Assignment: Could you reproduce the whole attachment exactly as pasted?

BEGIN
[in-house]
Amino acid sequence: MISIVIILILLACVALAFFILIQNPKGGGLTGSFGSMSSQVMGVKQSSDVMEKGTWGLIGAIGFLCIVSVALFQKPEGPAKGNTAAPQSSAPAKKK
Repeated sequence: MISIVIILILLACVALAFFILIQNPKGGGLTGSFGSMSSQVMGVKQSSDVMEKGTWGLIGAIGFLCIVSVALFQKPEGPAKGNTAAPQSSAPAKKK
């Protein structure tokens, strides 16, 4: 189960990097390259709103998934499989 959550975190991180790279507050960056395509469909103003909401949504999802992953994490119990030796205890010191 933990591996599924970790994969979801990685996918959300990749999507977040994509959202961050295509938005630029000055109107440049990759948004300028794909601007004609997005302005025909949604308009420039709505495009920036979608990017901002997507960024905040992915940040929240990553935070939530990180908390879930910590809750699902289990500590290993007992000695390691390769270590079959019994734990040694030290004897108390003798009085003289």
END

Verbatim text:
[in-house]
Amino acid sequence: MISIVIILILLACVALAFFILIQNPKGGGLTGSFGSMSSQVMGVKQSSDVMEKGTWGLIGAIGFLCIVSVALFQKPEGPAKGNTAAPQSSAPAKKK
Repeated sequence: MISIVIILILLACVALAFFILIQNPKGGGLTGSFGSMSSQVMGVKQSSDVMEKGTWGLIGAIGFLCIVSVALFQKPEGPAKGNTAAPQSSAPAKKK
């Protein structure tokens, strides 16, 4: 189960990097390259709103998934499989 959550975190991180790279507050960056395509469909103003909401949504999802992953994490119990030796205890010191 933990591996599924970790994969979801990685996918959300990749999507977040994509959202961050295509938005630029000055109107440049990759948004300028794909601007004609997005302005025909949604308009420039709505495009920036979608990017901002997507960024905040992915940040929240990553935070939530990180908390879930910590809750699902289990500590290993007992000695390691390769270590079959019994734990040694030290004897108390003798009085003289």